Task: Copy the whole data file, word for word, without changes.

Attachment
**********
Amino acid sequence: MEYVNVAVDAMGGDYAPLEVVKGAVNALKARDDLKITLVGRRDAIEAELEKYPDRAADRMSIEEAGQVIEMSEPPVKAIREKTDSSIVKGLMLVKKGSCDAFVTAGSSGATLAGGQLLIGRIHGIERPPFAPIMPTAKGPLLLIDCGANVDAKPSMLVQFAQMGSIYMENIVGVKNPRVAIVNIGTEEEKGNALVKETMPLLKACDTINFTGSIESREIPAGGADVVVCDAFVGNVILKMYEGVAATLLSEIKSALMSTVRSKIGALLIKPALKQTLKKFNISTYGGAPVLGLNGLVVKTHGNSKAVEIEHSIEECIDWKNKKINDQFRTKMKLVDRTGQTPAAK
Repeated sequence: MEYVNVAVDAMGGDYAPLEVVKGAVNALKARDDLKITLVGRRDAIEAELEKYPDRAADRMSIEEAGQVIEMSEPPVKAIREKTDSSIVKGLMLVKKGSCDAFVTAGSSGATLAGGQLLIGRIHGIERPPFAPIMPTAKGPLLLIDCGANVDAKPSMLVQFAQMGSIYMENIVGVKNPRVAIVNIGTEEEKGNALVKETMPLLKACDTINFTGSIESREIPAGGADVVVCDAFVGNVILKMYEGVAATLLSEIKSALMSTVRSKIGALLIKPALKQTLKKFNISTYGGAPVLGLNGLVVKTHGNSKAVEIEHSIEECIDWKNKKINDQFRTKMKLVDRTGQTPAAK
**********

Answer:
Amino acid sequence: MEYVNVAVDAMGGDYAPLEVVKGAVNALKARDDLKITLVGRRDAIEAELEKYPDRAADRMSIEEAGQVIEMSEPPVKAIREKTDSSIVKGLMLVKKGSCDAFVTAGSSGATLAGGQLLIGRIHGIERPPFAPIMPTAKGPLLLIDCGANVDAKPSMLVQFAQMGSIYMENIVGVKNPRVAIVNIGTEEEKGNALVKETMPLLKACDTINFTGSIESREIPAGGADVVVCDAFVGNVILKMYEGVAATLLSEIKSALMSTVRSKIGALLIKPALKQTLKKFNISTYGGAPVLGLNGLVVKTHGNSKAVEIEHSIEECIDWKNKKINDQFRTKMKLVDRTGQTPAAK
Repeated sequence: MEYVNVAVDAMGGDYAPLEVVKGAVNALKARDDLKITLVGRRDAIEAELEKYPDRAADRMSIEEAGQVIEMSEPPVKAIREKTDSSIVKGLMLVKKGSCDAFVTAGSSGATLAGGQLLIGRIHGIERPPFAPIMPTAKGPLLLIDCGANVDAKPSMLVQFAQMGSIYMENIVGVKNPRVAIVNIGTEEEKGNALVKETMPLLKACDTINFTGSIESREIPAGGADVVVCDAFVGNVILKMYEGVAATLLSEIKSALMSTVRSKIGALLIKPALKQTLKKFNISTYGGAPVLGLNGLVVKTHGNSKAVEIEHSIEECIDWKNKKINDQFRTKMKLVDRTGQTPAAK